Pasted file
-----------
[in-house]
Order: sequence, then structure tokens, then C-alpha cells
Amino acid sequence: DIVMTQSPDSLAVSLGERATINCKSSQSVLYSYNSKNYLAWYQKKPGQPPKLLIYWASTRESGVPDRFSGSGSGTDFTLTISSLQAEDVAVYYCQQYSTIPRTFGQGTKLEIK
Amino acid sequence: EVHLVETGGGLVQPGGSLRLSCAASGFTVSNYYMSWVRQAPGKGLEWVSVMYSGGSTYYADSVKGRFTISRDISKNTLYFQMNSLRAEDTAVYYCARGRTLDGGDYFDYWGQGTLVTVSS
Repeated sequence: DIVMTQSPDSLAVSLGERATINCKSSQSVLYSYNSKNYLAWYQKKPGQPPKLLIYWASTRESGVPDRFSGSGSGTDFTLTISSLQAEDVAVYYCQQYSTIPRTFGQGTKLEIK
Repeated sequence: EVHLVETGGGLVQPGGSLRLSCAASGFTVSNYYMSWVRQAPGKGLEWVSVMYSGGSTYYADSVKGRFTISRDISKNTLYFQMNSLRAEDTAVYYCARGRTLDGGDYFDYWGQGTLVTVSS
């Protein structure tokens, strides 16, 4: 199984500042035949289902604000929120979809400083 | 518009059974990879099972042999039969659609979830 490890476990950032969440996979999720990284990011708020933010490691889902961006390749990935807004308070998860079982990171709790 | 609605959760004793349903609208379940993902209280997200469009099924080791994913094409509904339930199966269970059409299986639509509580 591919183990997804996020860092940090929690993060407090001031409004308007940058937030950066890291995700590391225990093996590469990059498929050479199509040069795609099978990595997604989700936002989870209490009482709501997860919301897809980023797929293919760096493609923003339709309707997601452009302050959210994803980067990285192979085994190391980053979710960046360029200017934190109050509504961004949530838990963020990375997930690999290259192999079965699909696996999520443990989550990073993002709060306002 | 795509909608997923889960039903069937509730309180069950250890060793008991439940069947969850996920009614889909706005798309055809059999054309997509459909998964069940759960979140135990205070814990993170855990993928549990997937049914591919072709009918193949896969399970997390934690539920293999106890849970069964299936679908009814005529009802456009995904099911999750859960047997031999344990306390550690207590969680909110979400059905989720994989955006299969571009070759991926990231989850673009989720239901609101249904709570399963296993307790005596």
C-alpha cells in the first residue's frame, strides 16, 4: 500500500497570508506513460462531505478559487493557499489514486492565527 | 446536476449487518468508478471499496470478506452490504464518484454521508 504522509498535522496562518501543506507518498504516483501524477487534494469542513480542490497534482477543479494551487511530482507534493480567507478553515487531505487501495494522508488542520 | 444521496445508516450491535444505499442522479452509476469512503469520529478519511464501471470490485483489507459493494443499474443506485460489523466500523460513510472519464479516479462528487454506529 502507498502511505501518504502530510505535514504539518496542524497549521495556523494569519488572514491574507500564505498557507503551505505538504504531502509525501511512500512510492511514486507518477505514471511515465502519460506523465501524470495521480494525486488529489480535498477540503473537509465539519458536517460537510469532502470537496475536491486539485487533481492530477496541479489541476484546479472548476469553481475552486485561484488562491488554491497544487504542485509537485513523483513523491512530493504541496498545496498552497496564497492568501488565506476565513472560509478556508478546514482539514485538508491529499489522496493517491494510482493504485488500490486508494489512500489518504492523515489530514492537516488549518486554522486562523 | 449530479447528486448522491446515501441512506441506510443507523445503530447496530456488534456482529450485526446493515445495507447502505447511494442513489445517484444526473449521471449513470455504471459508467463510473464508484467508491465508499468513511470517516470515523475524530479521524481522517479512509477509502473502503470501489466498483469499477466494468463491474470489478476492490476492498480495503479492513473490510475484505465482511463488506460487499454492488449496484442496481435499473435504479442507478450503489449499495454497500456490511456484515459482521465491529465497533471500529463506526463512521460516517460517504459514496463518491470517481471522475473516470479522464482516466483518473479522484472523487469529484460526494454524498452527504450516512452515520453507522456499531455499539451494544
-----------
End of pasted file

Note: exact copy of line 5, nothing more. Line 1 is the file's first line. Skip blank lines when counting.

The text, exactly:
Repeated sequence: DIVMTQSPDSLAVSLGERATINCKSSQSVLYSYNSKNYLAWYQKKPGQPPKLLIYWASTRESGVPDRFSGSGSGTDFTLTISSLQAEDVAVYYCQQYSTIPRTFGQGTKLEIK